I’ve known Kamla for many years (since I’ve been at Pratt)–we share an office together. One of the best parts of my job is the toggling back and forth between work talk and art talk (which are often, though not always, one and the same). And then, and even better, because we’ve known one another for so long, she and I sometimes drift away from talk of work and art to talk about our own lives (our own art, relationships, struggles, accomplishments). . .Kamla is very much like a cool big sister.
I love her work, especially when she uses encaustic materials and techniques–she has an amazing eye for color and layering. This month, she and Romson Regarde Bustillo are showing work at Shift Gallery (downtown in the Tashiro Kaplan Building at Third and Prefontaine). I attended their (second) opening last Thursday.
For Kamla’s part of the exhibtion, entitled InBetween, she created an interactive display of artist’s books. Kamla is one of the most prolific artists I know–she is always working and thinking. She writes of InBetween,
I make simple accordion books and pages whenever I am in between projects. In this current show I am displaying that work; that visual thinking. It is not planning or diagramming it is just thinking and doing.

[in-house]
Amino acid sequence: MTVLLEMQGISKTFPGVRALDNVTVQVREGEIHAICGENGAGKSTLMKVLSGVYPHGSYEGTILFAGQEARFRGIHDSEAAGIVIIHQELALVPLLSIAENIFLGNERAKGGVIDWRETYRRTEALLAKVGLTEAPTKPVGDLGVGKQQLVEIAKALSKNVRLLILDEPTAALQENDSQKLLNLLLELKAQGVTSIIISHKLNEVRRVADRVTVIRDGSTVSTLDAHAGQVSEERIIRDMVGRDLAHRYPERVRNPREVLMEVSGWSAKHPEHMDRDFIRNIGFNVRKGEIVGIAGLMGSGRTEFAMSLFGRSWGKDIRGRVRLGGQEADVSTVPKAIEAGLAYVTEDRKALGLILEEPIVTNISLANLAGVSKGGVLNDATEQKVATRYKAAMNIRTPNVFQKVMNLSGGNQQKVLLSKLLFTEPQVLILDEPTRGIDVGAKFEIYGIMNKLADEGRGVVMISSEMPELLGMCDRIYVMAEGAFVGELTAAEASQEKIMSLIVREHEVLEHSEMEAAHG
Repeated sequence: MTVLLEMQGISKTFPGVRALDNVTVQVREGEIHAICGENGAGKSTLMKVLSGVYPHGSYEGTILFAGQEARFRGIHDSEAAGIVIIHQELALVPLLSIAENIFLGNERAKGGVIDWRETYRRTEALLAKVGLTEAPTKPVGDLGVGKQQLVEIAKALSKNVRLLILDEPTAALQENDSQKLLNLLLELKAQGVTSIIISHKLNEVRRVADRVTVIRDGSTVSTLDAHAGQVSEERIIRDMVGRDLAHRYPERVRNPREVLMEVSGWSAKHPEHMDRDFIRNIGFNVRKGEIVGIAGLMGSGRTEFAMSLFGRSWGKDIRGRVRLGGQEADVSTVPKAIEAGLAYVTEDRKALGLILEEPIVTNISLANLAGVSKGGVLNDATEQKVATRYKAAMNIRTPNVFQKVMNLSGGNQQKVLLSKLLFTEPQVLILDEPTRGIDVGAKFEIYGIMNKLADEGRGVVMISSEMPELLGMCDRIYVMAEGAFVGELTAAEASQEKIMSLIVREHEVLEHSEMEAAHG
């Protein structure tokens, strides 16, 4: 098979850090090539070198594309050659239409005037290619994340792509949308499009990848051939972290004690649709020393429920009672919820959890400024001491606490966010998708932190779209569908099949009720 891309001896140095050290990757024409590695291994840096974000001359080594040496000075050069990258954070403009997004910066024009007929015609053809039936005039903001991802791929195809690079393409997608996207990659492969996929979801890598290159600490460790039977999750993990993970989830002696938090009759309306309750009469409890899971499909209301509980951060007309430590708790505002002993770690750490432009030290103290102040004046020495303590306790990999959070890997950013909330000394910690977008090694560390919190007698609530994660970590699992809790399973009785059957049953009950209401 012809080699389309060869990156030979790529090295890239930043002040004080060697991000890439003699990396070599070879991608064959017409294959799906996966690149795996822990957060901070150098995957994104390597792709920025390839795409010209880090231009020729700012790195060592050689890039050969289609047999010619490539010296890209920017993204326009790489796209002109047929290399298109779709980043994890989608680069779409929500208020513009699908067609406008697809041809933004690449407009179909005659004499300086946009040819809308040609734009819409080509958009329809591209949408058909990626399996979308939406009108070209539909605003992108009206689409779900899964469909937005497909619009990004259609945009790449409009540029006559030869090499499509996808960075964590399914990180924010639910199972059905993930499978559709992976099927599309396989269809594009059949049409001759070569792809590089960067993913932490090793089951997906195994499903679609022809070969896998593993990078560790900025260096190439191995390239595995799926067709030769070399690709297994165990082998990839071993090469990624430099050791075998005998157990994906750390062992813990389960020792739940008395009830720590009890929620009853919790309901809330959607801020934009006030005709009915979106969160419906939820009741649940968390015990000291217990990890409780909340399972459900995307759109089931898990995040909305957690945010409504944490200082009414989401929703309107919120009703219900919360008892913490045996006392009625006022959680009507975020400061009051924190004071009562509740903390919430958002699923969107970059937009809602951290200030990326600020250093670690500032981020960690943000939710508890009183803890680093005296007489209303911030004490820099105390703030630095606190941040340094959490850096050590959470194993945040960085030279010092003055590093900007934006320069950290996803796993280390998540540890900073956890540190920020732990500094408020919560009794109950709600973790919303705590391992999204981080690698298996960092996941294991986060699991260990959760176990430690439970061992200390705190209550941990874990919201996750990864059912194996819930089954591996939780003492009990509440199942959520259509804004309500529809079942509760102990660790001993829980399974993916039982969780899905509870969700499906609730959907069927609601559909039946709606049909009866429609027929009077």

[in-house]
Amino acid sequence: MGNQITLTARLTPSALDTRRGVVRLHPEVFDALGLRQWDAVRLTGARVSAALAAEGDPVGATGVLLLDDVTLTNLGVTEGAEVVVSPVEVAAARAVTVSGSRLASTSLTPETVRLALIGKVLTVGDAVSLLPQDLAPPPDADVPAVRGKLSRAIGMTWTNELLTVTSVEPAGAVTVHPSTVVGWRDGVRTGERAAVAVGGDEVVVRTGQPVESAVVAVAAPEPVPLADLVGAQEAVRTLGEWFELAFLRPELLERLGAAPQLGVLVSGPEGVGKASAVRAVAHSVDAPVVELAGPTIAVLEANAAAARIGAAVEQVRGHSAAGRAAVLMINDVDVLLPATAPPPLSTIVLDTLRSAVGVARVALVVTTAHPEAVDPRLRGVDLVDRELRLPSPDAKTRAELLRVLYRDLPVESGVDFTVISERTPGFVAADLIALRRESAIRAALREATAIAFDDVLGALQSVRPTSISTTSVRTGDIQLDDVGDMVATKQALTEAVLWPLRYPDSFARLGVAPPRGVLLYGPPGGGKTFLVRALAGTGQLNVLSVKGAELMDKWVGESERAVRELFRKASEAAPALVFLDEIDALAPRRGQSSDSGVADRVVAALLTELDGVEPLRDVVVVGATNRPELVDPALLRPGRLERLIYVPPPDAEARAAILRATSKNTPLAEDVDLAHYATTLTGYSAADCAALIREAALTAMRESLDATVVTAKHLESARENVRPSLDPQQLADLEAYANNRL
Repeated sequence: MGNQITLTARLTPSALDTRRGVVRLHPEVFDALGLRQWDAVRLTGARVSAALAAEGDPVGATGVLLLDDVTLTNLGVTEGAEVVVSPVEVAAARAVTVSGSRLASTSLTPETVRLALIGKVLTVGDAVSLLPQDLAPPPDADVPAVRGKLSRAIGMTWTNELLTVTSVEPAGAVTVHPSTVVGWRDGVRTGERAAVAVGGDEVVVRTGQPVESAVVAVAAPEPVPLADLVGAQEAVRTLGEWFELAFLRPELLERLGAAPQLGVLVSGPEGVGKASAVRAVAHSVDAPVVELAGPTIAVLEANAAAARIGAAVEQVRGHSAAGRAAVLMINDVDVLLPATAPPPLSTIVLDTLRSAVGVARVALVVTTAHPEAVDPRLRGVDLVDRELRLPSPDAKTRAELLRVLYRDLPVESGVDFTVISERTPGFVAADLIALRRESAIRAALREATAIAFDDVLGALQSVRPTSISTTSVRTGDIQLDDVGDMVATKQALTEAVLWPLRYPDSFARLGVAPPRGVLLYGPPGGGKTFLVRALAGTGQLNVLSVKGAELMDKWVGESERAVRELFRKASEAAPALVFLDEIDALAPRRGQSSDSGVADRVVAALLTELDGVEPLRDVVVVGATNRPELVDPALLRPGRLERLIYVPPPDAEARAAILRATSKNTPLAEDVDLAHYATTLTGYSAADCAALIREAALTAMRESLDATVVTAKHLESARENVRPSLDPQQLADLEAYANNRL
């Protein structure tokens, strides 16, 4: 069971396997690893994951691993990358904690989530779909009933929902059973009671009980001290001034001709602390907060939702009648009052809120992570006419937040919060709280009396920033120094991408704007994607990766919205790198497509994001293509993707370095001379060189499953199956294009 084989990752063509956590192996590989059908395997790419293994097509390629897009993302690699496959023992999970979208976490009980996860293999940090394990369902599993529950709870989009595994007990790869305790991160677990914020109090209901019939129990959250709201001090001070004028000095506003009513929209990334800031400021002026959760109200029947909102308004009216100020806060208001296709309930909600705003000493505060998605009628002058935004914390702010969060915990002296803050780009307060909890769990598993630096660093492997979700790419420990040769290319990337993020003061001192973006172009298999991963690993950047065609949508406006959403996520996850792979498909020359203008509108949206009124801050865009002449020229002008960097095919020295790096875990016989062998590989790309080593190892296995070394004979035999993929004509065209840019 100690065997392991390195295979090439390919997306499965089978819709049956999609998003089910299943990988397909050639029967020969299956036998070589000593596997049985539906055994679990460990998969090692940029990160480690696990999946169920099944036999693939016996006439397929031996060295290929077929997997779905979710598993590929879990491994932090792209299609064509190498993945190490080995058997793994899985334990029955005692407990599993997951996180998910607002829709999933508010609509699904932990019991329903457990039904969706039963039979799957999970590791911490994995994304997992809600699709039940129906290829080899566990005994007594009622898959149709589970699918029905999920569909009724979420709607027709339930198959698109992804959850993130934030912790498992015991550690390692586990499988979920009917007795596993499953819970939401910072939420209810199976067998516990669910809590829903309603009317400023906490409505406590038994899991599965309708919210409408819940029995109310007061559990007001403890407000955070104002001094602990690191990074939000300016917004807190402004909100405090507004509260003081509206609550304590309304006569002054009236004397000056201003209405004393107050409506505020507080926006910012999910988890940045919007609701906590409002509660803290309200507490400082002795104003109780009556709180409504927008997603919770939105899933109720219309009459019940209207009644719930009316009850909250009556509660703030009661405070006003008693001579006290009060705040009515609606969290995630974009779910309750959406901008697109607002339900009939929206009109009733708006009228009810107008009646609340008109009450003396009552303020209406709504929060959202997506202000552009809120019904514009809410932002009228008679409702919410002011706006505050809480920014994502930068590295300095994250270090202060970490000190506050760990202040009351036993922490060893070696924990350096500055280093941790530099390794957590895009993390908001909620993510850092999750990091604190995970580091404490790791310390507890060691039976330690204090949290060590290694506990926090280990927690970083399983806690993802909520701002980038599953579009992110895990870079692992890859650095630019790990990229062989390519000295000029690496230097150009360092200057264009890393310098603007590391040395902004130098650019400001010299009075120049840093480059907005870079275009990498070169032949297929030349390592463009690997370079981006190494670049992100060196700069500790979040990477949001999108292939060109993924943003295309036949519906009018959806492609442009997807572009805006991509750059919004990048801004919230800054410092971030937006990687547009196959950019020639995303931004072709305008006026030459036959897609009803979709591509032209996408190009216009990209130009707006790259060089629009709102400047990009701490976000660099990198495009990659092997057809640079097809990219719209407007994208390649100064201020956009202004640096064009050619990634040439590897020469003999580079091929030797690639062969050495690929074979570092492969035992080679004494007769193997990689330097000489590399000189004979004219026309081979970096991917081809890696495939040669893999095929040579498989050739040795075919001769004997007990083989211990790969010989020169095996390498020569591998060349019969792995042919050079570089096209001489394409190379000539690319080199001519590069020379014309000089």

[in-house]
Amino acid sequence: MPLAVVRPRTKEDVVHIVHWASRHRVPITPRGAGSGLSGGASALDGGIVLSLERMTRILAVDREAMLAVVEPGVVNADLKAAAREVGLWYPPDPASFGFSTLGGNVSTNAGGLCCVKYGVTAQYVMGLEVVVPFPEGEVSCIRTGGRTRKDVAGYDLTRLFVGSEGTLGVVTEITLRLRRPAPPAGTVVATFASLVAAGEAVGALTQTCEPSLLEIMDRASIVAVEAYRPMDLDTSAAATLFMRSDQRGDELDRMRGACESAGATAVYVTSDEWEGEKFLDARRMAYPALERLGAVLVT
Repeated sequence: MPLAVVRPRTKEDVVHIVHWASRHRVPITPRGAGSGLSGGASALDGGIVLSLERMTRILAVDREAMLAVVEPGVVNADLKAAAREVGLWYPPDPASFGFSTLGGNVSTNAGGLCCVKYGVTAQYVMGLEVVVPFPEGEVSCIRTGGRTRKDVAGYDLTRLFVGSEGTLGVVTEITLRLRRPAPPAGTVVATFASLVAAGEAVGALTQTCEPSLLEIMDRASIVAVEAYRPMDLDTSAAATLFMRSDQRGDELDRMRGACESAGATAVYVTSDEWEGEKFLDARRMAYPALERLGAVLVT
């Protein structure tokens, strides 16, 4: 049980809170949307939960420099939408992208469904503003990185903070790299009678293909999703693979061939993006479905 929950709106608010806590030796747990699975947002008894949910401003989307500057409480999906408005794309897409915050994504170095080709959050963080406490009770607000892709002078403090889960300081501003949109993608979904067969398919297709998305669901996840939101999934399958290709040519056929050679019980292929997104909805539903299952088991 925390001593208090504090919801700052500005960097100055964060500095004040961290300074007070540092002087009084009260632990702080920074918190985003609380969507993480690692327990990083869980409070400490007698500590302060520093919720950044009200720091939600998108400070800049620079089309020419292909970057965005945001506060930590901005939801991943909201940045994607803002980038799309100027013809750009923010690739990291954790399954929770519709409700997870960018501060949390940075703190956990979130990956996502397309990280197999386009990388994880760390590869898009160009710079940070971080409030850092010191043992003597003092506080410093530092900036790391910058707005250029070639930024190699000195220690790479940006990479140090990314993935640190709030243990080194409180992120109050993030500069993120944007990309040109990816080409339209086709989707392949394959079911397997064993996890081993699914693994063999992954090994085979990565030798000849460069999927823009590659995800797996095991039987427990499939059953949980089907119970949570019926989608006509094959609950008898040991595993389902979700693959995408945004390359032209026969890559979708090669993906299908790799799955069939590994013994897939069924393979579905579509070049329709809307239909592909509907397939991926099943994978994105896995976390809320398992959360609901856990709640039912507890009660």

To display her work, she hung rows and rows of shelving to hold dozens and dozens and dozens of her books. It was a great decision to present them in this way. We’re used to seeing books laid out on tables, or encased in a vitrine–opened flat to selected pages or in some other way contained. Kamla “hung” her books much like she would have hung any other of her work, right on the wall, and this created a sense of energy and flow and story as viewers considered the books as individual objects and parts of the larger installation.
Although she uses myriad materials in her work, what tied everything together, and made such an impact, was the singular structure she prefers to work with–the accordion.
Accordion structures pose a unique challenge to their maker. You must consider their content not just linearly page to page, but also spatially–page by page forming one large unit. Successful accordion structures then are those that can be experienced both sequentially (beginning to end, fold by fold), and “all at once” (fully extended).
I know how Kamla works–quickly and decisively. When I watch her teach or work, I am always aware of her depth of experience as a maker. She trusts what she knows about process and materials and doesn’t doubt. People really respond to this–her students love her and her work sells.
Following are some images from the exhibition. . .